In regard to Dr. Hill's national standard of care testimony, we concluded in Hawes that:
Dr. Hill's testimony was at least minimally sufficient for admission into evidence since he testified as a board certified obstetrician and gynecologist; kept abreast of ‘the state of the medical art [in] obstetrics and gynecology,’ attended national meetings; was familiar with, and based his opinions on, the literature of his specialty, as well as the standards of care, including those of the American College, applicable to a reasonable obstetrician and gynecologist who undertakes the management of twin pregnancies. Moreover, we cannot say that Dr. Hill's opinions were based on nothing more than speculation or conjecture, nor merely constituted his personal opinion. Therefore, we conclude that the trial judge's decision not to strike his testimony did not constitute manifest error.
Id. at 808 (emphasis added).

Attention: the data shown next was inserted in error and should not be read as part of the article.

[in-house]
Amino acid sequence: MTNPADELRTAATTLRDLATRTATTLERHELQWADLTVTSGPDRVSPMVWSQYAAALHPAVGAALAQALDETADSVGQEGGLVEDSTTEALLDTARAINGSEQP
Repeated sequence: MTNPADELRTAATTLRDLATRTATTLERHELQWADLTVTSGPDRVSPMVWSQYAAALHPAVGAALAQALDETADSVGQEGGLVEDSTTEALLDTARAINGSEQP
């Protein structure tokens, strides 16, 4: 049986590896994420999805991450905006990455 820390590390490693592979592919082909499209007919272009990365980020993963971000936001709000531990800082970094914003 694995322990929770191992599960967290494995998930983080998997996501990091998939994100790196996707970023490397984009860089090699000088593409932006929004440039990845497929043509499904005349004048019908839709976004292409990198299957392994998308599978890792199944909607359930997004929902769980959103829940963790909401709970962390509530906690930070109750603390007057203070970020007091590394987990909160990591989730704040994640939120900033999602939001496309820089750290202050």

In our two more recent cases, Snyder and Strickland, we expanded upon our holdings in Travers and Hawes, recognizing that it was reasonable to “infer” from expert testimony that a medical standard is nationally recognized, so long as the testimony presents a sufficient basis upon which an inference can be made. See Snyder, supra, 890 A.2d at 245; Strickland supra, 899 A.2d at 774. In Snyder, the appellant filed a medical malpractice suit against George Washington University Hospital after undergoing an angioplasty. Appellant alleged that he received negligent treatment by a hospital interventional radiologist and other medical employees during and after the angioplasty procedure, which resulted in bleeding complications and ultimately paralysis. See 890 A.2d at 239. The trial court directed a verdict for the hospital after finding that appellant was unable to prove causation and that the testimony of appellant's sole expert witness, Dr. Hoffler, was insufficient to establish a national standard of care or that the hospital breached a national standard. On appeal, we concluded that although Dr. Hoffler's testimony was by no means a “model of clarity,” id. at 245, when viewing the expert testimony in a light most favorable to the appellant, the expert's testimony was legally sufficient to establish a national standard of care. Id. In reaching this conclusion in Snyder, we found the following factors significant: